Copyright for Photographers – Do I Need a Model Release?
Unfortunately, when it comes to photographing people and model releases, it can become a bit confusing when you try to swim through the stormy seas of Federal and provincial copyright and privacy laws, especially when these can vary widely from province to province.
What is comes down to – and what you’ll be referring to in your release if you have one – is the end use of the photographs: personal usage, editorial usage or commercial usage.
The photograph is being taken for creative and artistic purposes and may be used for self-promotion, in the photographer’s portfolio, and possible sold as fine art prints through the photographer’s website or at a gallery. No releases are usually required for personal usage but… be respectful of your subject. If they consider themselves to be a model (not just a performer), you should get a release.
Editorial photos are used for newsworthy items. You will find these photos in newspapers, web news sites and television newscasts. Photos used for editorial purposes must be factual and unedited in order to accurately convey the event at the time the photo was taken. No releases are usually requested for news items but credit must be given.
This usually occurs when the photograph is used for “advertising” purposes – your photo is used to promote or endorse a commercial product which implies that the model is also promoting/endorsing it. Model releases are needed and sometimes a location release is needed as well.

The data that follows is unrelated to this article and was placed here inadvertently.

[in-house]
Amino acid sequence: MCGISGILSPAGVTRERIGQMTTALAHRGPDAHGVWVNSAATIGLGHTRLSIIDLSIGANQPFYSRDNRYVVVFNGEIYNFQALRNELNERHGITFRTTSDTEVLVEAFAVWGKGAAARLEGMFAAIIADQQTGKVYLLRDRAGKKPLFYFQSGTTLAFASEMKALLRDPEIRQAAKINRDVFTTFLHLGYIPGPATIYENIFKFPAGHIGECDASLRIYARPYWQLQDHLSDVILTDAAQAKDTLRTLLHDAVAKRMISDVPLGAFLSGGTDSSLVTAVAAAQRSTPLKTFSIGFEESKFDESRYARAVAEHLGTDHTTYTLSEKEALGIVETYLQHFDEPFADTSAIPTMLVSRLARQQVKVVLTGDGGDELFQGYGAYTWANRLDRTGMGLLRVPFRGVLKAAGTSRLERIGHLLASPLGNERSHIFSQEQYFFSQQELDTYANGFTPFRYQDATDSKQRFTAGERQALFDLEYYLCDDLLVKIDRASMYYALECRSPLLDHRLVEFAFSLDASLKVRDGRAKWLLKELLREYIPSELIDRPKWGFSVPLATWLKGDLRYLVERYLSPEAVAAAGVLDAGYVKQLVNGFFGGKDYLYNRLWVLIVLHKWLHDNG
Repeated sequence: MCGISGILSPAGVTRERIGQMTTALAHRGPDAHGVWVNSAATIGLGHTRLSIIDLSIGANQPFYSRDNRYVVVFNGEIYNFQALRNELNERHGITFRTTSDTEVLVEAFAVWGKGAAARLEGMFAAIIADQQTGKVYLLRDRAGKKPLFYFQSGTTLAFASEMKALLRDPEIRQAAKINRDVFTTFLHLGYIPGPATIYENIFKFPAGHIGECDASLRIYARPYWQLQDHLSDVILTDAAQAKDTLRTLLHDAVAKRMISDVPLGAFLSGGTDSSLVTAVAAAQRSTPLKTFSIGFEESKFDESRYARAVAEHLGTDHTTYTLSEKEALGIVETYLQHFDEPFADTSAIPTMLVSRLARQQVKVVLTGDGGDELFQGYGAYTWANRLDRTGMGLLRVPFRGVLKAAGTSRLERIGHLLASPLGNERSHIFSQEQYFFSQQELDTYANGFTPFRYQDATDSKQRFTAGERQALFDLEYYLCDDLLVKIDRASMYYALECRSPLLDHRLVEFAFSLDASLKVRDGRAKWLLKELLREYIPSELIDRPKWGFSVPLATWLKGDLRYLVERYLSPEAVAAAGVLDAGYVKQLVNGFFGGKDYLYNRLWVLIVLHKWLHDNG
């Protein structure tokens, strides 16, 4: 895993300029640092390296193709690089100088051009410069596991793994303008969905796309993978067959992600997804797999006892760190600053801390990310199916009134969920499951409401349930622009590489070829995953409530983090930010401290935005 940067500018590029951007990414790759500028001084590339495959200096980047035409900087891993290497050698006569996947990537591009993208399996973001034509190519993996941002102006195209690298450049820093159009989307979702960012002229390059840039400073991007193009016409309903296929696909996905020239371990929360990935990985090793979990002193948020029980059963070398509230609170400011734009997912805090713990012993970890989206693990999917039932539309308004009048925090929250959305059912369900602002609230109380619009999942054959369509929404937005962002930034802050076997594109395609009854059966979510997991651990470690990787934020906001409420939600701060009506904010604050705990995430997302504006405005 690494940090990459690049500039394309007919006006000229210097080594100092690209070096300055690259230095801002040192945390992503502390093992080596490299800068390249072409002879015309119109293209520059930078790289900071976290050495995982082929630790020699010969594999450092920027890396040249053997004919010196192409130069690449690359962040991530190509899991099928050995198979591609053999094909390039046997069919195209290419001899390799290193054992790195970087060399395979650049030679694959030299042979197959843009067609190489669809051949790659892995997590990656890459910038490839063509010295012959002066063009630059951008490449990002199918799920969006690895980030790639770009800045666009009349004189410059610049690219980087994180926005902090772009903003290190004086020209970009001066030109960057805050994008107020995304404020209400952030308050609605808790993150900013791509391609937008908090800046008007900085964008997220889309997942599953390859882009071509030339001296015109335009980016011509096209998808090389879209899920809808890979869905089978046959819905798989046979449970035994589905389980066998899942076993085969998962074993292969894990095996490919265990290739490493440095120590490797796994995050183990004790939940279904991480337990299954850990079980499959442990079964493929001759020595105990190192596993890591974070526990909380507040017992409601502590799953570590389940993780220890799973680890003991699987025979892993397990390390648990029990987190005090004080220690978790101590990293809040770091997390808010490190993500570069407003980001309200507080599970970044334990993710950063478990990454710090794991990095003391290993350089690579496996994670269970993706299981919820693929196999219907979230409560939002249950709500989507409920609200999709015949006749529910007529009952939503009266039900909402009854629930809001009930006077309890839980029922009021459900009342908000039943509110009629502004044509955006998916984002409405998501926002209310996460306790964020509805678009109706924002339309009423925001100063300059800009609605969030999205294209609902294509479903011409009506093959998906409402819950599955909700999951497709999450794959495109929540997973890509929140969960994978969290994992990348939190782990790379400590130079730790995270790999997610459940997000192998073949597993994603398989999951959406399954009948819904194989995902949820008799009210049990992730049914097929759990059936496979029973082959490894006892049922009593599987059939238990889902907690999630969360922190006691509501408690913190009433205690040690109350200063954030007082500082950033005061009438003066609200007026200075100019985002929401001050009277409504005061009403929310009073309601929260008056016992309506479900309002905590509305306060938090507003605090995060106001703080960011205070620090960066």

- You sell the photo to an advertising agency, which then uses it in an ad to sell a product.
- You hire a model to do a photo shoot with a car as a prop for the use of Honda, your client.
So what are my options?
There are two different kinds of photo releases – a model release and a location release. When you’re working with models and performers in a live event or studio situation, you’ll mostly need to deal with model releases.
A model release is an agreement or contract between the photographer and the model (or performer) that is meant to release the artist from legal liabilities by clearly defining the terms of the relationship between the two parties in order to avoid misunderstandings and minimize the possibility of lawsuits.
When do they apply?
When the performer is at a public venue such as a park or on a street or performs at a public event such as a ribbon cutting, there is no expectation of privacy for the performers (celebrity, singer, dancer, etc.) as it is impossible to control not only the photography by everyone at the event (cameras, smartphones, etc.) but also to monitor the media after the event for photos (personal websites, Flickr, 500px, Tumblr, newspapers, blogs, the list goes on).
At a performance in a private venue such as a nightclub, theatre, or church, there is more control over attendance. Occasionally the event producer or manager will require that photographers sign waivers (contracts, photo policies) with varying levels of photo restrictions. These may include:
- Limit on # of photos per performer
- Request for copies of photos – either watermarked or hi-res non-watermarked
- Transfer of copyright
- Usage terms – non-commercial, personal only
So do I need a release?
At a private event with a waiver, you’re covered for the terms set out therein. Without that waiver, you should try to get a release if you can – it builds a personal relationship with your subject and covers you for commercial licensing in the future.
Public events are tricky – can you imagine trying to get releases from hundreds of participants at an outdoor concert? As most public events tend to be newsworthy, they can fall into that grey area of editorial usage. Usually, if the people are not easily identifiable or are not the main subject of the photo, a release is not needed. Many times producers have performers sign releases acknowledging photography at the events and these will cover you.